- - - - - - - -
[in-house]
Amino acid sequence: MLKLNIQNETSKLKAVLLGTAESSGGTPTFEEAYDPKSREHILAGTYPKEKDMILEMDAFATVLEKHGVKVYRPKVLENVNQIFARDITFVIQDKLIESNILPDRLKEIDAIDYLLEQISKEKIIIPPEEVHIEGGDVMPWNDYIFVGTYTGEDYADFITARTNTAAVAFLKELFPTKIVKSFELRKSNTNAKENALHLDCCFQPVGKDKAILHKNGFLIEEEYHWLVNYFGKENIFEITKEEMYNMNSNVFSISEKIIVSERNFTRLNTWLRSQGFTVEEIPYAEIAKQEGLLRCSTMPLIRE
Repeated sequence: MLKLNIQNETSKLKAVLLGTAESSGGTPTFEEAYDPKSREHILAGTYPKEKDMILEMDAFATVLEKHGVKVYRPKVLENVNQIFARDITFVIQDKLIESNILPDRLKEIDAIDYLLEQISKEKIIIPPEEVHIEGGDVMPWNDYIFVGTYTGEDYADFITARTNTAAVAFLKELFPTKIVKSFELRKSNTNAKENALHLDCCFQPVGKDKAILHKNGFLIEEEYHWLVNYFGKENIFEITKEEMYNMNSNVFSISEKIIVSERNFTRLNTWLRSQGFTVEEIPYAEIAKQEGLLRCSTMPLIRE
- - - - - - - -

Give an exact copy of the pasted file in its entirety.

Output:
[in-house]
Amino acid sequence: MLKLNIQNETSKLKAVLLGTAESSGGTPTFEEAYDPKSREHILAGTYPKEKDMILEMDAFATVLEKHGVKVYRPKVLENVNQIFARDITFVIQDKLIESNILPDRLKEIDAIDYLLEQISKEKIIIPPEEVHIEGGDVMPWNDYIFVGTYTGEDYADFITARTNTAAVAFLKELFPTKIVKSFELRKSNTNAKENALHLDCCFQPVGKDKAILHKNGFLIEEEYHWLVNYFGKENIFEITKEEMYNMNSNVFSISEKIIVSERNFTRLNTWLRSQGFTVEEIPYAEIAKQEGLLRCSTMPLIRE
Repeated sequence: MLKLNIQNETSKLKAVLLGTAESSGGTPTFEEAYDPKSREHILAGTYPKEKDMILEMDAFATVLEKHGVKVYRPKVLENVNQIFARDITFVIQDKLIESNILPDRLKEIDAIDYLLEQISKEKIIIPPEEVHIEGGDVMPWNDYIFVGTYTGEDYADFITARTNTAAVAFLKELFPTKIVKSFELRKSNTNAKENALHLDCCFQPVGKDKAILHKNGFLIEEEYHWLVNYFGKENIFEITKEEMYNMNSNVFSISEKIIVSERNFTRLNTWLRSQGFTVEEIPYAEIAKQEGLLRCSTMPLIRE